August 23, 2018 / 8:10 AM / in 8 months

China shares end higher in thin trade, investors shrug off new tariffs

* Shanghai Composite, CSI300 end 0.4 pct higher

* Shares fell in morning session before tariffs imposed at 0401 GMT

* Hong Kong shares weaker

By Andrew Galbraith

SHANGHAI, Aug 23 (Reuters) - China’s stock markets ended higher on Thursday, as investors looked past new tariffs Washington and Beijing slapped on each other’s goods in the latest escalation of the trade war between the world’s two largest economies.

The Shanghai Composite index ended 0.4 percent higher. The country’s blue-chip index also gained 0.4 percent.

Both indexes had traded lower in the morning session, but turned higher after the new tariffs were officially implemented at 0401 GMT on Thursday.

The United States and China enacted 25 percent tariffs on $16 billion worth of the other’s goods, following through on threats made earlier this month.

While the immediate market reaction to the tariffs taking effect on Thursday was muted, investors and analysts will look to see how the increased trade barriers impact corporate earnings in months ahead.

“The tariffs were fully expected by the market. But the future of the discussions and how the U.S. and China will play the game remain great unknowns at the moment,” said Zhang Gang, an analyst at Central China Securities in Shanghai.

“The correction in A-shares over the past few days has already basically reflected the negative factors pulling down the market,” he said.

Trade volumes were relatively light, with about 9.84 billion shares traded on the Shanghai exchange, roughly 72.6 percent of the market’s 30-day moving average of 13.57 billion shares a day.

The new tariffs on U.S. and Chinese goods bring to $100 billion the combined value of both country’s products hit by tariffs since early July, and threaten to deepen the risks to global growth posed by the Sino-U.S. trade war.

The smaller Shenzhen index ended up 0.6 percent and the start-up board ChiNext Composite index was higher by 1.1 percent.

So far this year, the Shanghai and CSI300 stock indexes have both fallen 17.6 percent, making them the world’s worst-performing major indexes. Shanghai stocks have declined 5.1 percent this month.

Among the day’s winners was Ping An Insurance Group Co of China, which extended a rally this week to end 2 percent higher. The company on Tuesday reported its largest half-yearly profit in at least a decade.

The rise in Ping An shares helped to lift financial sector sub-index, which gained 0.5 percent.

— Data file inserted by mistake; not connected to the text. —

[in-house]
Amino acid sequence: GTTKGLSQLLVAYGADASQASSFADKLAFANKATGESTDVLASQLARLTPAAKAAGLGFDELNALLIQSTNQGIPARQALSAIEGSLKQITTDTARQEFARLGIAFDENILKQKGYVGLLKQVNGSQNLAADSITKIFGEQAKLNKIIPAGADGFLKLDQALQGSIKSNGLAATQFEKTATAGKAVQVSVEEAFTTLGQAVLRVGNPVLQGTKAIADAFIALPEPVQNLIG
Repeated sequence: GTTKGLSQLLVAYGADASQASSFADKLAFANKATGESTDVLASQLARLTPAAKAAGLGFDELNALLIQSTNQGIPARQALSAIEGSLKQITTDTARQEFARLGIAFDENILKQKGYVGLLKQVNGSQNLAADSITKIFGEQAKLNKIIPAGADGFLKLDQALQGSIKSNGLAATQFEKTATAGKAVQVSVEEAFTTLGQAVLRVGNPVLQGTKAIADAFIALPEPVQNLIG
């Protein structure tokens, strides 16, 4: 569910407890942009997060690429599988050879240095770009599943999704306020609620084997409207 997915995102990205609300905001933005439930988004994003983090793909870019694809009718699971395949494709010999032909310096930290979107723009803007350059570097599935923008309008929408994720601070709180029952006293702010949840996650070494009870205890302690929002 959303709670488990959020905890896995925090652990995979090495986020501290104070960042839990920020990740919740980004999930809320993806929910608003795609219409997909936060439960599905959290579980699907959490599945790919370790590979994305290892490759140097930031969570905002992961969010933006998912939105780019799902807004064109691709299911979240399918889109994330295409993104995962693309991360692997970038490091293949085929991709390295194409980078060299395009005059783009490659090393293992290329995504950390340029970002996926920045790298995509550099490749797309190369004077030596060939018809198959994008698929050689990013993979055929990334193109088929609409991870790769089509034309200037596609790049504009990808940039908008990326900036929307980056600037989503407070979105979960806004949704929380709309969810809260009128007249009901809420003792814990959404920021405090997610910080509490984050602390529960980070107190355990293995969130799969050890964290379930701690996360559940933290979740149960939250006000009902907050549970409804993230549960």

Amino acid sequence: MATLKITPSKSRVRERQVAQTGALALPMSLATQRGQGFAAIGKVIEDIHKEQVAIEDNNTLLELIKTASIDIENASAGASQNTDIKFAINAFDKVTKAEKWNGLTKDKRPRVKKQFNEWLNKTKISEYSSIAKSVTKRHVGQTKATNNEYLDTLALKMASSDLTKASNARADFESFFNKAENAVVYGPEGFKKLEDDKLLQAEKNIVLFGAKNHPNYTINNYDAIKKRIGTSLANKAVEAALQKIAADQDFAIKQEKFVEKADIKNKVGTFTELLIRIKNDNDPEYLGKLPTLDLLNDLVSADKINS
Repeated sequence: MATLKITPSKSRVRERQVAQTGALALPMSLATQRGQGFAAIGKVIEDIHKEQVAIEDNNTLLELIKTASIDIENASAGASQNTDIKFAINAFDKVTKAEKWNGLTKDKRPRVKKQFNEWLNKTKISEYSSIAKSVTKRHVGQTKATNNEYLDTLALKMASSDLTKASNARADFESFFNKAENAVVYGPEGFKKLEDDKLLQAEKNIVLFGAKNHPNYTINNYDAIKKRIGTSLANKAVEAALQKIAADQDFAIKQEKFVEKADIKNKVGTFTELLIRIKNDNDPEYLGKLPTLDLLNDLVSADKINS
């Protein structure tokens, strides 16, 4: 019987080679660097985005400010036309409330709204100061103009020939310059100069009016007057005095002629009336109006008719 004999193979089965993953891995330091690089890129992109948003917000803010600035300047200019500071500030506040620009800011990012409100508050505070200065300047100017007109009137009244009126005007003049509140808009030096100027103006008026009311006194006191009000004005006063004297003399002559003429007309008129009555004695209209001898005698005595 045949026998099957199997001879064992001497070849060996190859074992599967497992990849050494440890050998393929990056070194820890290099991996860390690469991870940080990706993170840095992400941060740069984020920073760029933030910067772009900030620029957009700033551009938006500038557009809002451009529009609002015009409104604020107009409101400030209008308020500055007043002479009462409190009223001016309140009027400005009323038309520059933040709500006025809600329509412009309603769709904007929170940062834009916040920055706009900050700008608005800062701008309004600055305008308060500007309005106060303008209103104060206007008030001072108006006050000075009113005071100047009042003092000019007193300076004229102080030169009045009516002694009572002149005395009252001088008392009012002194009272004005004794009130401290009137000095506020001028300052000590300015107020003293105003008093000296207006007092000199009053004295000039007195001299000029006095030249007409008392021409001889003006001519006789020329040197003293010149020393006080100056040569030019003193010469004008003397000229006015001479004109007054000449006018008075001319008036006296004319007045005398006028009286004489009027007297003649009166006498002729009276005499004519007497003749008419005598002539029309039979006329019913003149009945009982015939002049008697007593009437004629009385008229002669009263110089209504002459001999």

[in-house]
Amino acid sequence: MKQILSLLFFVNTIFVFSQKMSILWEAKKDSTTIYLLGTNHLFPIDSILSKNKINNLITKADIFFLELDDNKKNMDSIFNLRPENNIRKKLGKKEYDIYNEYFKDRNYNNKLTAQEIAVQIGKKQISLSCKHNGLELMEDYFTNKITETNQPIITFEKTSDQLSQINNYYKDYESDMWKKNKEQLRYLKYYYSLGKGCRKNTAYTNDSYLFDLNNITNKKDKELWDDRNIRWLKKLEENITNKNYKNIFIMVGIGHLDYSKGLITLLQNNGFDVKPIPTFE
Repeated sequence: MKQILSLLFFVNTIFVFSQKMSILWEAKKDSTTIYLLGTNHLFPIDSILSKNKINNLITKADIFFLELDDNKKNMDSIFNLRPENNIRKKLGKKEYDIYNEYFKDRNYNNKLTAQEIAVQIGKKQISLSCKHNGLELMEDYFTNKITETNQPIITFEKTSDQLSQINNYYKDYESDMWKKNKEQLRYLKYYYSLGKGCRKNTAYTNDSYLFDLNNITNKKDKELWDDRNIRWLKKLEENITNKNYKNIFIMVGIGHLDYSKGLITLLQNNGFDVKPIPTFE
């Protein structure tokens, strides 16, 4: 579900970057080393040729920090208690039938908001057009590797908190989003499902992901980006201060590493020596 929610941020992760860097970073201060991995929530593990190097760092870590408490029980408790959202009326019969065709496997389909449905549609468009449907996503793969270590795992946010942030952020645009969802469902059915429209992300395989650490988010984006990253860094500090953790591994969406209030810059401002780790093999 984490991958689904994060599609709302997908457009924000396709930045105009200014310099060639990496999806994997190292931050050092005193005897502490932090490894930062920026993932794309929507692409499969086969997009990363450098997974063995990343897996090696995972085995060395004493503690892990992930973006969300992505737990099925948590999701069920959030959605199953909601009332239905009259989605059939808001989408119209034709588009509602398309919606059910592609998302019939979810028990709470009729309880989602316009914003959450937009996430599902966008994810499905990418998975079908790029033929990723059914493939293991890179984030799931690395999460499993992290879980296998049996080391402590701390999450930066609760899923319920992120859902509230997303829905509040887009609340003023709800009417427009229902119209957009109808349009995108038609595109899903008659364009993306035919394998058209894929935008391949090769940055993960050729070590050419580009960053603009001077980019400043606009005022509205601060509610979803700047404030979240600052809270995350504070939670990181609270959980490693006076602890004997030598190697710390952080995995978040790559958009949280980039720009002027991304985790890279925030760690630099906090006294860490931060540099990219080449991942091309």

Consumer and healthcare firms, which have been battered in recent weeks by a confidence-sapping vaccine scandal, also rebounded, with the consumer staples sector up 0.4 percent and the healthcare sub-index up 0.8 percent.

But real estate shares fell 1.3 percent amid a cloudy outlook for the sector.

Some developers also weighed in Hong Kong, where the Hang Seng index was down 0.6 percent at 0735 GMT. The China Enterprises index was off by 0.5 percent.

Developer Sino-Ocean hit a one-year low after the company said its first-half profits fell 12.7 percent from a year earlier. Index component China Resources Land was 2.8 percent lower.

Also pulling down shares in Hong Kong was Li & Fung Ltd , which fell to a six-week low after it posted sharply lower first-half profits and forecast a challenging environment for retailers.

China Overseas Land gained 1.7 percent after announcing a 7.2 percent rise in first-half profits, despite the company noting “abortive land auctions” in many cities in China in the first half.

Currency markets were unfazed by the imposition of new tariffs, with market observers noting that the impact of the tariffs on China’s yuan had long been priced in.

The currency’s fall on Thursday reflected instead a rebound in the U.S. dollar in overseas markets, with the People’s Bank of China setting the midpoint of the yuan’s daily trading band at 6.8367 per dollar on Thursday, 96 pips weaker than Wednesday’s fixing.

At 0735 GMT, the spot yuan was trading at 6.8712 per dollar, 324 pips weaker than the previous day’s close. (Reporting by Andrew Galbraith; Editing by Sam Holmes)

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